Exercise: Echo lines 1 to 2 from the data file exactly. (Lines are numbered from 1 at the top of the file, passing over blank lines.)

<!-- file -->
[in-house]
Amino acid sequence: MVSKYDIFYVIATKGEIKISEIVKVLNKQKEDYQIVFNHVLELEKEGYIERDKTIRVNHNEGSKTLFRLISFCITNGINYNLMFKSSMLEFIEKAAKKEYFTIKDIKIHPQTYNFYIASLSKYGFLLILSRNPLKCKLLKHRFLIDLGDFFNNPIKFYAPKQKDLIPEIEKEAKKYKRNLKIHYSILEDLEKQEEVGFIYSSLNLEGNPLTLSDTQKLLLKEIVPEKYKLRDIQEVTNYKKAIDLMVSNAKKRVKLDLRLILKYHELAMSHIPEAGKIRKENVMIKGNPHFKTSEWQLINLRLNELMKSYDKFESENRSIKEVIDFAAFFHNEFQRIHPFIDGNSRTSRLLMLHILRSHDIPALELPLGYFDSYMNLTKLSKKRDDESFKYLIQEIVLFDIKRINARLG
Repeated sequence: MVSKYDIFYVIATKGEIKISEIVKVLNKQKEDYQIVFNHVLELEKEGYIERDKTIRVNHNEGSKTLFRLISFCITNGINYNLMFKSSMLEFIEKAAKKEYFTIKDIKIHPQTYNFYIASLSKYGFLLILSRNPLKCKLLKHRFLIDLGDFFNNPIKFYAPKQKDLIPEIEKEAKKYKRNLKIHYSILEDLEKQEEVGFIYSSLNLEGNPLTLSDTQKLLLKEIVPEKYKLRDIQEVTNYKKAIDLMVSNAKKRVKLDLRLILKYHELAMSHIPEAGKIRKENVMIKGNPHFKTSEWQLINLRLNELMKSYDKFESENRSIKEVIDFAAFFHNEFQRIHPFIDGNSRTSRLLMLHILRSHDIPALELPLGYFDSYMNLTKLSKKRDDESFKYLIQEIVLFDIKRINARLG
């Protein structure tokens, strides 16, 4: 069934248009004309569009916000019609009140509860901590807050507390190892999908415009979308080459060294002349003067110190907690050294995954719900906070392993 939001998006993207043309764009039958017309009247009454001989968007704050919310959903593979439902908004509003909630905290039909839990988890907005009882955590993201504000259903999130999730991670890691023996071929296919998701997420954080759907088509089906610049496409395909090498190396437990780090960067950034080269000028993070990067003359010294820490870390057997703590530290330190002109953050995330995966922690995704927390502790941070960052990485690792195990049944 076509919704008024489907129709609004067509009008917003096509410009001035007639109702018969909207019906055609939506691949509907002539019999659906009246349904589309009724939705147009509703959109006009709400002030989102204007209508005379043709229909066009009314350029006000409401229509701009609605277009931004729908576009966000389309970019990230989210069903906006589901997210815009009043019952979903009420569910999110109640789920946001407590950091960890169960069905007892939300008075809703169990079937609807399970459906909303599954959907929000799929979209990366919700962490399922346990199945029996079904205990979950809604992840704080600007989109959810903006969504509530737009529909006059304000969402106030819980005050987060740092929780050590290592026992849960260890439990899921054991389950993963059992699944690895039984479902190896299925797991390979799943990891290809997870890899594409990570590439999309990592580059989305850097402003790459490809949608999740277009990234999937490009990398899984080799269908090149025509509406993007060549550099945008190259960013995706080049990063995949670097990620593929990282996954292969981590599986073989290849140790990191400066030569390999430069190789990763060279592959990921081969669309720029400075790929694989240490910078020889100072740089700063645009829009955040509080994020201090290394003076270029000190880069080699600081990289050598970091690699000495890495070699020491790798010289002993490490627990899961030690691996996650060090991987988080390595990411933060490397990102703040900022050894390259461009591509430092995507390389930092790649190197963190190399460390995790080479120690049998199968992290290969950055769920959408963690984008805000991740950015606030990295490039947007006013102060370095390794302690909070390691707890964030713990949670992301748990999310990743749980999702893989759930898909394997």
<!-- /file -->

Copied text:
[in-house]
Amino acid sequence: MVSKYDIFYVIATKGEIKISEIVKVLNKQKEDYQIVFNHVLELEKEGYIERDKTIRVNHNEGSKTLFRLISFCITNGINYNLMFKSSMLEFIEKAAKKEYFTIKDIKIHPQTYNFYIASLSKYGFLLILSRNPLKCKLLKHRFLIDLGDFFNNPIKFYAPKQKDLIPEIEKEAKKYKRNLKIHYSILEDLEKQEEVGFIYSSLNLEGNPLTLSDTQKLLLKEIVPEKYKLRDIQEVTNYKKAIDLMVSNAKKRVKLDLRLILKYHELAMSHIPEAGKIRKENVMIKGNPHFKTSEWQLINLRLNELMKSYDKFESENRSIKEVIDFAAFFHNEFQRIHPFIDGNSRTSRLLMLHILRSHDIPALELPLGYFDSYMNLTKLSKKRDDESFKYLIQEIVLFDIKRINARLG